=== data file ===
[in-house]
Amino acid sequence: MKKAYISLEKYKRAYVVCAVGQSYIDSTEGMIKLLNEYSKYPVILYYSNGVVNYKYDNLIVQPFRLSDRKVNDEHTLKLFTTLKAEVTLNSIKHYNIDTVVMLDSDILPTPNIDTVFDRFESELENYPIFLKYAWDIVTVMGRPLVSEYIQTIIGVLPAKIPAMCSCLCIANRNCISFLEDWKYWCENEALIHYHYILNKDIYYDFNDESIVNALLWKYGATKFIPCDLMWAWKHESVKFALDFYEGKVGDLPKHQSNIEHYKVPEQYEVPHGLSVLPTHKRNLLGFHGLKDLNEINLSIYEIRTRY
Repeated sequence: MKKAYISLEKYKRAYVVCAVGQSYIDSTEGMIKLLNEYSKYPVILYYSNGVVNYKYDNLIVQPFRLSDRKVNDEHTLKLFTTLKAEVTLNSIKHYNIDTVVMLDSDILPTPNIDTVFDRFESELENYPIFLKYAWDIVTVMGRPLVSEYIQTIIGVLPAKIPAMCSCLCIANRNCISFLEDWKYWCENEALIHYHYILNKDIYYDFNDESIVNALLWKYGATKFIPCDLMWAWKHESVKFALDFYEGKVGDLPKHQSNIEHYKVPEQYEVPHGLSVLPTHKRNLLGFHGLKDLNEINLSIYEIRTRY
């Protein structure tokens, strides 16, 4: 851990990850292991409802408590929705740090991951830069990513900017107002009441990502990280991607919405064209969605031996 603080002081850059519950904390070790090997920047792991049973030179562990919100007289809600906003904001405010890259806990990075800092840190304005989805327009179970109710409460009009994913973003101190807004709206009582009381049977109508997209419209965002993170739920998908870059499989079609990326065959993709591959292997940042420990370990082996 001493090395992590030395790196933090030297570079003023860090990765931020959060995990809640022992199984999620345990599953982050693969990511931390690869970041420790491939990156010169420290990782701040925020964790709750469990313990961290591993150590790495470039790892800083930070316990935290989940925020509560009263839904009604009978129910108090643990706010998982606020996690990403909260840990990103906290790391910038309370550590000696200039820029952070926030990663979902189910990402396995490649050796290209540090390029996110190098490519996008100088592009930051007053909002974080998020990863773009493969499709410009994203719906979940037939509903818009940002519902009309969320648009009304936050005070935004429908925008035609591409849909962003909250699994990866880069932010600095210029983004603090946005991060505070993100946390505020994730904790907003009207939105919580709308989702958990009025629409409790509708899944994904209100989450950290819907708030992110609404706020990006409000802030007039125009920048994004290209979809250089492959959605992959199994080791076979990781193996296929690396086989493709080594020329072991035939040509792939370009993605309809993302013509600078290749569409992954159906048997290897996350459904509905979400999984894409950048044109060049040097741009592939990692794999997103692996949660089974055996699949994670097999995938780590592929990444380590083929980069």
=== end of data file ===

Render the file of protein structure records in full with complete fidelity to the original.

[in-house]
Amino acid sequence: MKKAYISLEKYKRAYVVCAVGQSYIDSTEGMIKLLNEYSKYPVILYYSNGVVNYKYDNLIVQPFRLSDRKVNDEHTLKLFTTLKAEVTLNSIKHYNIDTVVMLDSDILPTPNIDTVFDRFESELENYPIFLKYAWDIVTVMGRPLVSEYIQTIIGVLPAKIPAMCSCLCIANRNCISFLEDWKYWCENEALIHYHYILNKDIYYDFNDESIVNALLWKYGATKFIPCDLMWAWKHESVKFALDFYEGKVGDLPKHQSNIEHYKVPEQYEVPHGLSVLPTHKRNLLGFHGLKDLNEINLSIYEIRTRY
Repeated sequence: MKKAYISLEKYKRAYVVCAVGQSYIDSTEGMIKLLNEYSKYPVILYYSNGVVNYKYDNLIVQPFRLSDRKVNDEHTLKLFTTLKAEVTLNSIKHYNIDTVVMLDSDILPTPNIDTVFDRFESELENYPIFLKYAWDIVTVMGRPLVSEYIQTIIGVLPAKIPAMCSCLCIANRNCISFLEDWKYWCENEALIHYHYILNKDIYYDFNDESIVNALLWKYGATKFIPCDLMWAWKHESVKFALDFYEGKVGDLPKHQSNIEHYKVPEQYEVPHGLSVLPTHKRNLLGFHGLKDLNEINLSIYEIRTRY
């Protein structure tokens, strides 16, 4: 851990990850292991409802408590929705740090991951830069990513900017107002009441990502990280991607919405064209969605031996 603080002081850059519950904390070790090997920047792991049973030179562990919100007289809600906003904001405010890259806990990075800092840190304005989805327009179970109710409460009009994913973003101190807004709206009582009381049977109508997209419209965002993170739920998908870059499989079609990326065959993709591959292997940042420990370990082996 001493090395992590030395790196933090030297570079003023860090990765931020959060995990809640022992199984999620345990599953982050693969990511931390690869970041420790491939990156010169420290990782701040925020964790709750469990313990961290591993150590790495470039790892800083930070316990935290989940925020509560009263839904009604009978129910108090643990706010998982606020996690990403909260840990990103906290790391910038309370550590000696200039820029952070926030990663979902189910990402396995490649050796290209540090390029996110190098490519996008100088592009930051007053909002974080998020990863773009493969499709410009994203719906979940037939509903818009940002519902009309969320648009009304936050005070935004429908925008035609591409849909962003909250699994990866880069932010600095210029983004603090946005991060505070993100946390505020994730904790907003009207939105919580709308989702958990009025629409409790509708899944994904209100989450950290819907708030992110609404706020990006409000802030007039125009920048994004290209979809250089492959959605992959199994080791076979990781193996296929690396086989493709080594020329072991035939040509792939370009993605309809993302013509600078290749569409992954159906048997290897996350459904509905979400999984894409950048044109060049040097741009592939990692794999997103692996949660089974055996699949994670097999995938780590592929990444380590083929980069």